Black spot disease is a plant sickness where black or brown spots appear on leaves.
It impacts many trees, but usually doesn’t cause critical danger.
Black spot disease is a fungus that mostly attacks fruit trees like the cherry tree, walnut, grapevine, raspberry, blackcurrant, strawberry or red currant, certain shrubs like hydrangea and also vegetables such as cucumber, bean, pea, or tomato.
From an ornamental point of view, it also makes shrubs and hedges look sickly.
- Rose shrubs in particular are often infected.
- Hedge shrubs that may catch leaf spot include photinia, hawthorn, cotoneaster, firethorn and amelanchier, among others.
- Tall trees can show signs of black spot as well, such as maple, oak and the uncanny strawberry tree.
Treating black spot disease
- Spray Bordeaux mixture (or other copper-based treatments) at the end of winter or at the very beginning of spring.
- Another option is a natural fungicide prepared from fermented horsetail tea or fermented nettle tea.
- Always avoid treating whenever the temperature is below freezing because the product will lose all or part of its effectiveness.
- If neighboring trees in your garden or in the vicinity show signs of black spot on their leaves, rake them up and destroy them either by burning them or composting them.
→ Comes in handy: a pump sprayer
- From the moment the disease has appeared, eliminate or pick out diseased leaves as you notice them, and burn them to avoid contagion.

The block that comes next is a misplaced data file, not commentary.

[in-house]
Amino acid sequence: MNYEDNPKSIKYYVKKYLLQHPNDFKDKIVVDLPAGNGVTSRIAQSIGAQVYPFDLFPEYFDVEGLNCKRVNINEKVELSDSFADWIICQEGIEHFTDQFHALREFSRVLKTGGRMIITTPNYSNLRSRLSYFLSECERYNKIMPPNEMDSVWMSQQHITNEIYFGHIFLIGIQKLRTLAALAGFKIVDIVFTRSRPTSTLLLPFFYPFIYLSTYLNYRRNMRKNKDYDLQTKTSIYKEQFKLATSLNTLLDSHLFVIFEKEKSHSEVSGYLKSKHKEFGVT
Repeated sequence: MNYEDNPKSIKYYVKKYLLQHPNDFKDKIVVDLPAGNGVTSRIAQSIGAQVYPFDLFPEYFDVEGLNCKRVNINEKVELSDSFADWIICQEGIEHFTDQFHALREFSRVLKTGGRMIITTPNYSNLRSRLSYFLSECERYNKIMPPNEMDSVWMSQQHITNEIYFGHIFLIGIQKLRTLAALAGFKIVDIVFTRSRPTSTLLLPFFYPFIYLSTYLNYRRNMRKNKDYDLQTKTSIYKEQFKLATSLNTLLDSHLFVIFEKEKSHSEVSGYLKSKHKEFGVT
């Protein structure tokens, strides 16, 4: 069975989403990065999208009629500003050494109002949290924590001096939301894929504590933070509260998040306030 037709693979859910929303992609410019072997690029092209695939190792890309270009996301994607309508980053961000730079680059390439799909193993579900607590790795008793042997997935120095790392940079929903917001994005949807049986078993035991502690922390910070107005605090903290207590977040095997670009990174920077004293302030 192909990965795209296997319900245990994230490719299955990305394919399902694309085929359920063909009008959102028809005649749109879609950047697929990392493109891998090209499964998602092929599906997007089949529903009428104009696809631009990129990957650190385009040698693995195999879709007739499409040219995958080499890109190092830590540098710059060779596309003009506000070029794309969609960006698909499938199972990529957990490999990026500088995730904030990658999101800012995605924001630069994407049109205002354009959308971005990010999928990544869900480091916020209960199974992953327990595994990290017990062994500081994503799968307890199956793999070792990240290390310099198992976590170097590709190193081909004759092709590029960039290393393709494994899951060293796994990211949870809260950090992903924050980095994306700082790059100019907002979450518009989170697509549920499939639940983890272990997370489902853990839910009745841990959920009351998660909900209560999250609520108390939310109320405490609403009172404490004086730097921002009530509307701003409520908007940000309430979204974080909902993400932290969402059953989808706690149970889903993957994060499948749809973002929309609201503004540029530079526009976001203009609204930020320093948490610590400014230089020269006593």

- Once the tree has lost its leaves in fall, treat it with a solution prepared from Bordeaux mixture.
Life cycle of black spot disease fungus
Each variety of trees is usually attacked by only a few select varieties of fungus and vice-versa: each variety of fungus is associated to only one or few tree species, usually.
- spores that have overwintered are released in the wind, either from leaves on the ground or from crevices in the tree’s bark and branches.
- Carried by wind or water, they stick to leaves and start growing.
- In fall, they’re protected from the cold either because the tree bark they’re nestled in keeps them warm, or because the fallen leaves form an insulating barrier of light mulch. This is when new spores develop.
As a general recommendation, whenever you notice leaves infected with black spot, rake them up and destroy them. Composting works well because bacteria and heat break the spores down before they get a chance to spread, but burning is even more effective.
Specific types of black spot disease
Here are a few examples of black spot disease in more detail:
Smart tip about black spot disease
Over winter, prune infected trees so that they may regain vigor come spring. Burn old branches and spray Bordeaux mixture.
Diligently disinfect your pruning tools before and after, so that you don’t spread the disease to other plants.